Posted Jun 25, 2010 at The Best American Poetry
Still thinking about the mainstreaming of gay culture, and more specifically, gay poetry, and I am struck by the fact that so many of the touchstone poets for younger poets today happen to be gay men: Duncan, Ginsberg, Spicer, Blaser, Wieners, Ashbery, O’Hara. This unbigoted interest and longing for influence is wonderful. What this group of mid- to late-20th century poets has in common, besides their sexuality, is an iconoclastic, avant-garde bent (as it were). However (and I hope I don’t sound like a curmudgeon), I worry a little when so much talk is about the experimental aspects of these poets, usually without even a mention of their gayness or queerness. I of course don’t want to be reductive and proclaim that only gays should read gay poets, or that all readings of these poets should be queered (although one could argue that there might be a range of gay sensibilities that describe their individual poetics). But a little more acknowledgment might be good. After all, Duncan went out on a very dangerous limb for all of us in the midst of the homophobic climate of World War II when he published the essay, “The Homosexual in Society,” in Politics. This is said to be the first open essay on the subject. We can’t forget that Ginsberg’s work was prosecuted and censored in large part for its gay content. And O’Hara wrote many overtly gay poems, such as “Homosexuality,” “Joe’s Jacket,” and “You Are Gorgeous and I’m Coming,” as well as fey-gay poems like “Lana Turner Has Collapsed.” O’Hara’s mock-manifesto, “Personism,” is a great example of the kind of crossover of avant-garde New York School poetics to a gay sensibility, or rather the sensibility embedded in the poetics. The more formal concerns are pronounced with outrageousness: “I hate Vachel Lindsay, always have; I don’t even like rhythm, assonance, all that stuff. You just go on your nerve.” These concerns are spliced together with campy passages: “It [Personism] was founded by me after lunch with LeRoi Jones on August 27, 1959, a day in which I was in love with someone (not Roi, by the way, a blond).” He ends with a wry brattiness or insouciance: “The recent propagandists for technique on the one hand, and for content on the other, had better watch out.” Continue reading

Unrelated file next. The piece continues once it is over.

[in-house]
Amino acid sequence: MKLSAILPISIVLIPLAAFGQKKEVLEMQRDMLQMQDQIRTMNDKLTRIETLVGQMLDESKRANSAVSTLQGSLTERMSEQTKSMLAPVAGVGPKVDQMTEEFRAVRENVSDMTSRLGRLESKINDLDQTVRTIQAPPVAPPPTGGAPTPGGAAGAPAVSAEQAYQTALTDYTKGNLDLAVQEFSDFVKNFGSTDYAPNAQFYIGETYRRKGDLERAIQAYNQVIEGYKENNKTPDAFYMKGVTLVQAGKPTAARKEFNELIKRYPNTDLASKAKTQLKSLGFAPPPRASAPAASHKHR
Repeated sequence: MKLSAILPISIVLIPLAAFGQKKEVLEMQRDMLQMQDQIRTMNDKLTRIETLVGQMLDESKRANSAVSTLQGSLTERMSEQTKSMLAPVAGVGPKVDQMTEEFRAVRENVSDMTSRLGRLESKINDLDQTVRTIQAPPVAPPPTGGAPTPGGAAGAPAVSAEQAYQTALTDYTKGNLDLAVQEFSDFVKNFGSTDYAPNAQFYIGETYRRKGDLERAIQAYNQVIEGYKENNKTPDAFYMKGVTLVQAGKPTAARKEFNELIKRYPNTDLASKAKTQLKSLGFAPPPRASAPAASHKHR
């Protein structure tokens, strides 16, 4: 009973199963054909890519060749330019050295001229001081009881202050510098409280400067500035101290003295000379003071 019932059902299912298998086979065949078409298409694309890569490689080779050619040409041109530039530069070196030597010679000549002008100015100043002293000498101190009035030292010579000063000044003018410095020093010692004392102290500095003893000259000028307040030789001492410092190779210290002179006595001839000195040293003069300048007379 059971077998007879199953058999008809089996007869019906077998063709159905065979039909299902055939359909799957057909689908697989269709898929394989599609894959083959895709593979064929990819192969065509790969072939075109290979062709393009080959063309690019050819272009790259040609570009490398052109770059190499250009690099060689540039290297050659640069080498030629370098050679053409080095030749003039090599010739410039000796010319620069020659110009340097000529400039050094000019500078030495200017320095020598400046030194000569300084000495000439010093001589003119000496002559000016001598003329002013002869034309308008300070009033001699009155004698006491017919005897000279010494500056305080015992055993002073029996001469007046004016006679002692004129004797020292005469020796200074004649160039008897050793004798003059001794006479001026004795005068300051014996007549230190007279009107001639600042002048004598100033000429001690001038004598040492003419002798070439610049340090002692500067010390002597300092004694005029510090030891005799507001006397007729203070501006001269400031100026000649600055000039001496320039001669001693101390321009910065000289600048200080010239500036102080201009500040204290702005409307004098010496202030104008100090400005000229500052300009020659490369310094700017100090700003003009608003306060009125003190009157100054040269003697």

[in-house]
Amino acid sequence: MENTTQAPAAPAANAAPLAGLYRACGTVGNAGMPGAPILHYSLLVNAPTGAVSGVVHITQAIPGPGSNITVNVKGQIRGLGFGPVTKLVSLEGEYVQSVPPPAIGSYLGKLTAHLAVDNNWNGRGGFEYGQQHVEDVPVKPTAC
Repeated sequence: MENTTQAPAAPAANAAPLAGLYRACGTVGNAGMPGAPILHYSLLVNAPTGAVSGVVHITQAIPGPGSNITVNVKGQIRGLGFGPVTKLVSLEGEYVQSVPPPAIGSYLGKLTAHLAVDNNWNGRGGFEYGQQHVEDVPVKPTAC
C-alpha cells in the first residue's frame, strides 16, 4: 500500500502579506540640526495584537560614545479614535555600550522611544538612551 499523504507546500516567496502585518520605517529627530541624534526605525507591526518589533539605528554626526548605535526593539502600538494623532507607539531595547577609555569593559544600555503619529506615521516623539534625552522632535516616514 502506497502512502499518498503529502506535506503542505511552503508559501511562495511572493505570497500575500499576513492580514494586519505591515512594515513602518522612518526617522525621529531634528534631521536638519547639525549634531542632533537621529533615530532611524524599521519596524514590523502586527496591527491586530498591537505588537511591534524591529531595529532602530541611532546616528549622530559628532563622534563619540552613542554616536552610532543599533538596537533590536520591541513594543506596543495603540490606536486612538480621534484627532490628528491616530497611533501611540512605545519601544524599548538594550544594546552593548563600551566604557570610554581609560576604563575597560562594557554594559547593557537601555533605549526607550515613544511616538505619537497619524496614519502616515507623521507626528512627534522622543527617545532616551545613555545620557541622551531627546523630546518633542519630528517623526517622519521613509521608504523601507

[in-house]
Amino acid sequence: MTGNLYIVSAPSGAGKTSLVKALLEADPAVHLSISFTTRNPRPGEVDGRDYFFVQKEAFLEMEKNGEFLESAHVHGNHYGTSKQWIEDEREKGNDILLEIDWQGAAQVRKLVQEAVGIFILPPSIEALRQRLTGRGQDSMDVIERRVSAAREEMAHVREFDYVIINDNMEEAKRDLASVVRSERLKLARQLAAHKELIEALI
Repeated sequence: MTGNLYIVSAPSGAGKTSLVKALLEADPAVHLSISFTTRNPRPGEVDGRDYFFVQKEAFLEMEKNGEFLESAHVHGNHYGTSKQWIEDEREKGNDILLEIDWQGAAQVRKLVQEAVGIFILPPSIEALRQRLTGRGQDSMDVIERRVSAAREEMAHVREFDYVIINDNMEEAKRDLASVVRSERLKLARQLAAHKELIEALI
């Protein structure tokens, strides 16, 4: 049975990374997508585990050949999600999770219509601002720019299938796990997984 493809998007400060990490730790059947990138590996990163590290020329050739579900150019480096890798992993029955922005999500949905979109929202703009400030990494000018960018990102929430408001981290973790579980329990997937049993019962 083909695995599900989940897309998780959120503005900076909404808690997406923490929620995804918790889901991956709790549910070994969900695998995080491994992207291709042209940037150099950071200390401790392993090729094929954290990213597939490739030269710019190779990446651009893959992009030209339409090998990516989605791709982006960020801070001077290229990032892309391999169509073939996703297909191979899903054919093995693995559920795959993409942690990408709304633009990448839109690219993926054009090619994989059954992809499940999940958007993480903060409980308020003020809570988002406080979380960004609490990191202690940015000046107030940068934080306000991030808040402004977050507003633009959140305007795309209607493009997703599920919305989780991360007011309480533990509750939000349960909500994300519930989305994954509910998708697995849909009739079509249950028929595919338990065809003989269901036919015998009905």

Posted Jun 24, 2010 at The Best American Poetry